The NHS is now celebrating its 65th year. The way we deliver healthcare has been transformed in many ways over these 65 years and the availability and use of technology has played a major part in this. For example:
- People are able to remain independent and feel safer in their own homes for longer because they have access to home telecare
- Safer and more reliable equipment is available to enable the diagnosis and treatment of many conditions and considerably improve quality of life
- Staff are able to communicate with their patients and with other members of the healthcare team without being in the same room
- We have access to worldwide healthcare research at our finger tips
Why is this important to the HEEM?The ambition for the NHS, that “Everyone has greater control of their health and their wellbeing and is supported to live longer, healthier lives” will only be achievable through continuing to embrace patient centred service change enabled by the safe and effective use of technology.
Benefits to patients and serviceInformation technology will be a key enabler of achieving integrated care, customer friendly communication systems, greater transparency of data, efficient systems for referrals and prescribing and improved access to online services for patients.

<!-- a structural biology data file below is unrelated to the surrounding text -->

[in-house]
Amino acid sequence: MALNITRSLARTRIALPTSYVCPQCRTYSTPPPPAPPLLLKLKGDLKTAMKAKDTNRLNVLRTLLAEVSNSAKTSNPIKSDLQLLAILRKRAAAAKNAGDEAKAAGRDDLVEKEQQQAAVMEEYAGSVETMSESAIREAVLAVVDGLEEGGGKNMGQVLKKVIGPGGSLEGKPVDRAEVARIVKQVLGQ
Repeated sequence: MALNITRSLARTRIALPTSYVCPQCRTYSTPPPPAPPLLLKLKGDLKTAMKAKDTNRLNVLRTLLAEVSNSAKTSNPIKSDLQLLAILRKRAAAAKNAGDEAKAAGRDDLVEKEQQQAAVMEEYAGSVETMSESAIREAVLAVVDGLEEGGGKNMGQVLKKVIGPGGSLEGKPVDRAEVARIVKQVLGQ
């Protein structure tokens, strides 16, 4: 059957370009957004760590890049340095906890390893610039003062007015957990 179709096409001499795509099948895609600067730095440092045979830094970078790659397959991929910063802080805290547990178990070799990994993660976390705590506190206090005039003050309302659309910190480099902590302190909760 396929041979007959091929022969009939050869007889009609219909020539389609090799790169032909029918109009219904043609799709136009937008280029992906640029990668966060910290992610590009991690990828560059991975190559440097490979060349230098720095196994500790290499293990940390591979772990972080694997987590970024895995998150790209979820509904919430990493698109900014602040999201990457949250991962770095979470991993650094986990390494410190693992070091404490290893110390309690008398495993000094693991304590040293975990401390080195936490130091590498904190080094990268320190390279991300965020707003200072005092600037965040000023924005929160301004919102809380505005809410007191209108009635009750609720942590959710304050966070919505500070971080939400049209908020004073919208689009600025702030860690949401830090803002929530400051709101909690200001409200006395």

Education has a particular role to play in this, equipping and supporting people working in healthcare with the knowledge, skills, behaviours and expectations necessary to embrace career long service change. This will include the skills of clinical leadership so that opportunities are identified for improved patient outcomes and experience and a culture of sharing knowledge and best practice is promoted.
Access to technology can also improve the working lives of staff. For example staff tell us that they spend too much time on paperwork and would like IT solutions that reduce this and release more time to spend on work that delivers value for patients. The use of technology enhanced learning, such as simulation and e learning is also helping to make care safer and better both for patients and staff.
The programme is being led by Anne Marlow with programme management by Orlando Hampton.